Go to the Globe and Mail homepage

Jump to main navigationJump to main content

In this Sept. 13, 2012 photo, Reggie Fils-Aime, president and chief operating officer of Nintendo of America, discusses the upcoming Wii U gaming console, in New York. Much like the iPad, the curvey GamePad features a touchscreen that can be manipulated with the simple tap or swipe of a finger, but it's surrounded by the kinds of buttons, bumpers, thumbsticks and triggers that are traditionally found on a modern-day game controller. The gaming console will start at $300 and go on sale in the U.S. on Sunday, Nov. 18, in time for the holidays, the company said. (Mark Lennihan/The Associated Press)

In this Sept. 13, 2012 photo, Reggie Fils-Aime, president and chief operating officer of Nintendo of America, discusses the upcoming Wii U gaming console, in New York. Much like the iPad, the curvey GamePad features a touchscreen that can be manipulated with the simple tap or swipe of a finger, but it's surrounded by the kinds of buttons, bumpers, thumbsticks and triggers that are traditionally found on a modern-day game controller. The gaming console will start at $300 and go on sale in the U.S. on Sunday, Nov. 18, in time for the holidays, the company said.

(Mark Lennihan/The Associated Press)

Review

Nintendo’s Wii U moves to head of console class, for now Add to ...

Coming up with truly clever incorporations of the second screen rather than just simple novelties that will eventually get tired is going to require game developers to invest significant time, ingenuity and resources specifically to the Wii U. Given that they largely didn’t do that for the Wii’s motion controls, it’s questionable as to whether things will be different this time. Nintendo managed to line up strong initial support for the Wii U, with 29 games available through retail at launch, but it remains to be seen whether that will continue over the long term.

Gamers and developers at least don’t have graphics to complain about anymore, at least for the time being. Many developers are saying the Wii U is comparable to the Xbox 360 and PS3, if not a little better. The console indeed does a smooth job of beaming graphics to the TV and GamePad at the same time, so it clearly packs decent horsepower under the hood. And while a game like Arkham City looks sharper on the competing consoles it was originally designed for, it certainly doesn’t look bad on the Wii U. Meanwhile, Mario – in his full high-definition glory – has never looked better.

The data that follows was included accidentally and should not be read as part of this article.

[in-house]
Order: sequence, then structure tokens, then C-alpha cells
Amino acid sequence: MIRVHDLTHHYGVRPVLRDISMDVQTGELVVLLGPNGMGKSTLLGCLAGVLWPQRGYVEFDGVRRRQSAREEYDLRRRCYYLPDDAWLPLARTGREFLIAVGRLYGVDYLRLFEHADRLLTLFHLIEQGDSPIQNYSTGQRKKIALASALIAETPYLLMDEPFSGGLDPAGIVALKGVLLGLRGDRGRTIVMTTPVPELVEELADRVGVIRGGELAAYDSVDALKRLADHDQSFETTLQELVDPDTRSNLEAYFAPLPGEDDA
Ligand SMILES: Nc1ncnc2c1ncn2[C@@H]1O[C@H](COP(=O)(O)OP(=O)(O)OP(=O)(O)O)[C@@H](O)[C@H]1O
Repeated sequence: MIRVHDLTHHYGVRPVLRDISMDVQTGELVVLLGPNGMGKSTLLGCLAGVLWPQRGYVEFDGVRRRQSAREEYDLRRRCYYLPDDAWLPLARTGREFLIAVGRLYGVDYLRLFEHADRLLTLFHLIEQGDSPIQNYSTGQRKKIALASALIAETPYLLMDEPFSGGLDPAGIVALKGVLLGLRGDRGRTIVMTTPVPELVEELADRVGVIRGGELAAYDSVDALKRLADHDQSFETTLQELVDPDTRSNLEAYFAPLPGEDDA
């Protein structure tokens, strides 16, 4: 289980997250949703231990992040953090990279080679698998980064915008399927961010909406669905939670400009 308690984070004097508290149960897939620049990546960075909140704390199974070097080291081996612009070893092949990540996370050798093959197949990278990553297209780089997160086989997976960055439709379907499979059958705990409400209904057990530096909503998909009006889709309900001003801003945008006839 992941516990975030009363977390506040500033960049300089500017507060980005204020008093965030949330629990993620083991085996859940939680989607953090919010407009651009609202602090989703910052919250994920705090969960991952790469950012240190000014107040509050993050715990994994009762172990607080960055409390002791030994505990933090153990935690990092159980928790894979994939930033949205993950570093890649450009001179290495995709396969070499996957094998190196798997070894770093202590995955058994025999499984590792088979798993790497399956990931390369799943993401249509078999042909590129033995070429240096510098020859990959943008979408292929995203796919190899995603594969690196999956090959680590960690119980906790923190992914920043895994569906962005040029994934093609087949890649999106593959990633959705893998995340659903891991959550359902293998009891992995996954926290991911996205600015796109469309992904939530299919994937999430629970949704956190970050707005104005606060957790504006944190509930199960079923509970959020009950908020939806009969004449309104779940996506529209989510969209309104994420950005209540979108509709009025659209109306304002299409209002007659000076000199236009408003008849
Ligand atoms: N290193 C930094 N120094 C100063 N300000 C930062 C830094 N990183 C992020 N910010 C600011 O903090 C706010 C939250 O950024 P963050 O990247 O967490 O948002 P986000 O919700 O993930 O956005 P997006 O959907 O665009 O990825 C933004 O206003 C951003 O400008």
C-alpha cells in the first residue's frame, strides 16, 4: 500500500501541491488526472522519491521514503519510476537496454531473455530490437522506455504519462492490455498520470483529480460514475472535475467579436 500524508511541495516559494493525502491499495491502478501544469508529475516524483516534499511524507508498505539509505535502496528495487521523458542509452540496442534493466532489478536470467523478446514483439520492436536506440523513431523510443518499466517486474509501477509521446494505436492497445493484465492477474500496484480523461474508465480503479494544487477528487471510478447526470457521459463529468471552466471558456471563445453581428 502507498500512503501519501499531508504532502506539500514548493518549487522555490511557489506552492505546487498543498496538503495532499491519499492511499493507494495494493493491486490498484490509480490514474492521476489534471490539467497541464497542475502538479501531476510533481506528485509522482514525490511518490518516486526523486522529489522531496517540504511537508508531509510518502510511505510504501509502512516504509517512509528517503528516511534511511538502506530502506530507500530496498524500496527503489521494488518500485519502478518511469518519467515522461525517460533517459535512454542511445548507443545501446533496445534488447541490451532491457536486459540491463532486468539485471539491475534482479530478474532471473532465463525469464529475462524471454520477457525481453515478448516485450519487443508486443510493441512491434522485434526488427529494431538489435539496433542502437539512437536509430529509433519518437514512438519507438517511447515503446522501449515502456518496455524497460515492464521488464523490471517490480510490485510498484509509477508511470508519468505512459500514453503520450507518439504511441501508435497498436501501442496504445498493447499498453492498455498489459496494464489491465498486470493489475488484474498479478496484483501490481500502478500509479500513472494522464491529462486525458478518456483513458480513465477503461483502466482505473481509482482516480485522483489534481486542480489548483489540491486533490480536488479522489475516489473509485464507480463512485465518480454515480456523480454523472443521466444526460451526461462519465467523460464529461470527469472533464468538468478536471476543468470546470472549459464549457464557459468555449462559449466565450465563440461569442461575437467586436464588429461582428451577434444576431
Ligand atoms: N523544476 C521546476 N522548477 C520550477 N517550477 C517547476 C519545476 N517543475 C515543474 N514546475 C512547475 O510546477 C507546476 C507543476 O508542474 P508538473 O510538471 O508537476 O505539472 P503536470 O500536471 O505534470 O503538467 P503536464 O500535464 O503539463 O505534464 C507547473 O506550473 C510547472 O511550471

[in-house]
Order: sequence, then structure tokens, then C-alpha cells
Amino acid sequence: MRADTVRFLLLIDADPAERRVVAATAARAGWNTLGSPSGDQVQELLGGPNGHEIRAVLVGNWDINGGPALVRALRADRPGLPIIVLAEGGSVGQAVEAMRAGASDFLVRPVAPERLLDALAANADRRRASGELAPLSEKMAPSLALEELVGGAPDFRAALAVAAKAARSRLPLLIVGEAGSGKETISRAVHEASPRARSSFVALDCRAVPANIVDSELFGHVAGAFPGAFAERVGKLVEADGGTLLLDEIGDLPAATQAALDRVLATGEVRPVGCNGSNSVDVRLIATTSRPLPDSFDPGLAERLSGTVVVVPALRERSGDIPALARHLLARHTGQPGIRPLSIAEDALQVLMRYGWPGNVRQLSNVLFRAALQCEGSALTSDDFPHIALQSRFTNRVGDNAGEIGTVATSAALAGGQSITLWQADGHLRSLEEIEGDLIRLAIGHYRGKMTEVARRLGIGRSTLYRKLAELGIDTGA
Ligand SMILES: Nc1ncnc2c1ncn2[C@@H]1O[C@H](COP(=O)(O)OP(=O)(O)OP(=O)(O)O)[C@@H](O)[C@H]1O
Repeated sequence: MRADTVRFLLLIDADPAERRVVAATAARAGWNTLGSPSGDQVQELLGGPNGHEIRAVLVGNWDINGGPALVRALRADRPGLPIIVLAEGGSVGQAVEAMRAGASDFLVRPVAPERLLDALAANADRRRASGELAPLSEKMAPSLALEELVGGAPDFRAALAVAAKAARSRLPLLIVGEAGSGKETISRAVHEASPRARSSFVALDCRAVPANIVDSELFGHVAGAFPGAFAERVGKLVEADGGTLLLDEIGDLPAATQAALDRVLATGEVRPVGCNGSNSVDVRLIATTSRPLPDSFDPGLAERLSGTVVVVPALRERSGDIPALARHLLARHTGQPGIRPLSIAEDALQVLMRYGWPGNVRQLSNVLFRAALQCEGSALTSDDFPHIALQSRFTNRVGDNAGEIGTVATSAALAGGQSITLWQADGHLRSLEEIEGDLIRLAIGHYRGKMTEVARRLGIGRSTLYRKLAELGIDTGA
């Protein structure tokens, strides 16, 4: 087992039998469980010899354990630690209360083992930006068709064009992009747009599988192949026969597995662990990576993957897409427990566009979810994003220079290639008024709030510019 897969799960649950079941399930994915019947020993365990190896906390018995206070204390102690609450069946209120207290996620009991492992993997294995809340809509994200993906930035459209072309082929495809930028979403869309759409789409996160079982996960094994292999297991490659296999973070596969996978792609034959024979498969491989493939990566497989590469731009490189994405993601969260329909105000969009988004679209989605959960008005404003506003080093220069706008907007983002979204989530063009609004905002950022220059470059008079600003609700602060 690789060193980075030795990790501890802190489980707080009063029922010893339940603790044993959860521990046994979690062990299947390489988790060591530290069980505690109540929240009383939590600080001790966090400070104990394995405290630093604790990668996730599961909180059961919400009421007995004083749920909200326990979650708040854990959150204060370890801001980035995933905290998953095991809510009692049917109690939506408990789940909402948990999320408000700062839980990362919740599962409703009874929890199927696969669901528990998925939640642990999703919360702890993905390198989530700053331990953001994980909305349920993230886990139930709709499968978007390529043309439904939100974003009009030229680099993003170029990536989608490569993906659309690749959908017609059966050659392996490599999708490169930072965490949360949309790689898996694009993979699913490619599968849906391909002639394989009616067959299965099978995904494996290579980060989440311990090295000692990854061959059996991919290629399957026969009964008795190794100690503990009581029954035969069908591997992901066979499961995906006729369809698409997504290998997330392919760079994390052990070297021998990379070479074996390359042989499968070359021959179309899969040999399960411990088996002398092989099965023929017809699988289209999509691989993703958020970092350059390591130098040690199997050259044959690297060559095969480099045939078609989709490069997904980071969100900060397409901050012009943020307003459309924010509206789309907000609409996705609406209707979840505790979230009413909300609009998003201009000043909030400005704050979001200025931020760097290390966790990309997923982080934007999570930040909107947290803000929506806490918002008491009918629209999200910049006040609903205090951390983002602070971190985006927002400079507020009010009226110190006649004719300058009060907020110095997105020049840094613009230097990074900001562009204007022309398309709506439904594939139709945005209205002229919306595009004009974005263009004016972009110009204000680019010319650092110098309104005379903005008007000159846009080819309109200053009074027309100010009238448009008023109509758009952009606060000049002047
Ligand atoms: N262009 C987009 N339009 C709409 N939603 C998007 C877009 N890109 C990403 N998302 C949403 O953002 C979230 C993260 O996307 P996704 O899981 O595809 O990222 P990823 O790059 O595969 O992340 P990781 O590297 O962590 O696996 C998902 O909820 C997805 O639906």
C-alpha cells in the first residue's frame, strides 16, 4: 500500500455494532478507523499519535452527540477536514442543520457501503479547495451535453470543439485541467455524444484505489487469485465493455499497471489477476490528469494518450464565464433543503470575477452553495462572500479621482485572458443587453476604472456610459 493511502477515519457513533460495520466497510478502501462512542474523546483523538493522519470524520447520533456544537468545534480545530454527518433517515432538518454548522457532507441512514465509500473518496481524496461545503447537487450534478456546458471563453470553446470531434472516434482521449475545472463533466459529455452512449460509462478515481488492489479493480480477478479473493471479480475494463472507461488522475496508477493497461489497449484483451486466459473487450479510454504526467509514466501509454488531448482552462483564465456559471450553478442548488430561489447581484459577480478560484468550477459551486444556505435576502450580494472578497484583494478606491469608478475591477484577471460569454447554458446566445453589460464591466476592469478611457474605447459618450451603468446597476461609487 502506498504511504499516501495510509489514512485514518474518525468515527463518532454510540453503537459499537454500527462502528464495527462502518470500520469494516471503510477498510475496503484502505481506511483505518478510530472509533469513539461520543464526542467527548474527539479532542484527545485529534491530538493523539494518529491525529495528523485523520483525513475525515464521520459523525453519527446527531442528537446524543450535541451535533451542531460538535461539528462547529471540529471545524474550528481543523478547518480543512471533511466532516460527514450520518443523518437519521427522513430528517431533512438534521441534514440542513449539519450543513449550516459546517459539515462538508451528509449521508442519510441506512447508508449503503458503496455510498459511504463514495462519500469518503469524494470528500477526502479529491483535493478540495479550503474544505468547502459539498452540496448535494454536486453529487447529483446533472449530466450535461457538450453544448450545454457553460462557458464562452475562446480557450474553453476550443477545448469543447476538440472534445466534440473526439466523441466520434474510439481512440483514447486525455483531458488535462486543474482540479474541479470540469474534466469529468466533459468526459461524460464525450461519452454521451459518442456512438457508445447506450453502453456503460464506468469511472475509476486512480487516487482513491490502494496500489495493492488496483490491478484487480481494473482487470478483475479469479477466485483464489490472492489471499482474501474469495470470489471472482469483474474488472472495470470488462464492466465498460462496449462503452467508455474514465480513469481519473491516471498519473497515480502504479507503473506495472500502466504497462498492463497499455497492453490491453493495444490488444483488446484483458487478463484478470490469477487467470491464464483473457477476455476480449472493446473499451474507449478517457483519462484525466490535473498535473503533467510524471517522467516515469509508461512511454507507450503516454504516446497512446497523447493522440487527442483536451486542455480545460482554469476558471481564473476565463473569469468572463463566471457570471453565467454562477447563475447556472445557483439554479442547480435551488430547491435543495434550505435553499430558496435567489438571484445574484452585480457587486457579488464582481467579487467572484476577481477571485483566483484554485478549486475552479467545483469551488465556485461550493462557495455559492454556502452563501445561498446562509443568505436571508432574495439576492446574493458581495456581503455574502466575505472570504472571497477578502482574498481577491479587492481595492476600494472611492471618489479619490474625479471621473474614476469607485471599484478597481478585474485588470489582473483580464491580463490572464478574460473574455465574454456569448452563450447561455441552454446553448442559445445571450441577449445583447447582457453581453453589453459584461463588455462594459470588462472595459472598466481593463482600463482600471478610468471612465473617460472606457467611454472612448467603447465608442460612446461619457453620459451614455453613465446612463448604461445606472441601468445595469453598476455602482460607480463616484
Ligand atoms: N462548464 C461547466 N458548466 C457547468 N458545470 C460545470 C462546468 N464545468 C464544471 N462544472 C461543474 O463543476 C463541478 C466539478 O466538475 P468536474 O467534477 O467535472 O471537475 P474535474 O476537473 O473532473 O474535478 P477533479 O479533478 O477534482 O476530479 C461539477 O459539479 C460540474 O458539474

However, this too is an area where the Wii U is likely to be challenged again, and soon. With Sony and Microsoft widely expected to announce their own next-generation consoles next year, both of which will see significant graphics boosts, Nintendo may find itself at the back of the pack again. Company executives have said they chose to load the Wii U with lower-cost components in order to keep its price down, but doing so may ultimately come at the cost of insulating it for the future.

Nintendo has also promised a host of video streaming services for the Wii U, including the ability to watch live television while chatting with friends on the GamePad. The new console is also supposed to be backwards compatible with older Wii games and have access to an online store where downloadable content can be purchased.

None of these functions were live as of the day before launch, with Nintendo announcing on Friday that many of the streaming functions won’t be available until December. A downloadable system update on launch day is supposed to enable backwards compatability, but obviously none of the features were available to be tested.

The Wii U and its second-screen proposition can ultimately be a lot of fun, with some of the launch games – primarily those from Nintendo itself – proving that. But this console hits stores with the big questions of whether that potential will be realized, whether game developers will support it in the long term and whether competitors will outpace it.

It’s great to finally get a new and innovative gaming experience, but the long-term questions combined with significant delayed functionality on launch means potential buyers are probably better off waiting to see how the new console is positioned in a few months time.

Single page

Follow on Twitter: @peternowak

In the know

Most popular video »

Highlights

More from The Globe and Mail

Most Popular Stories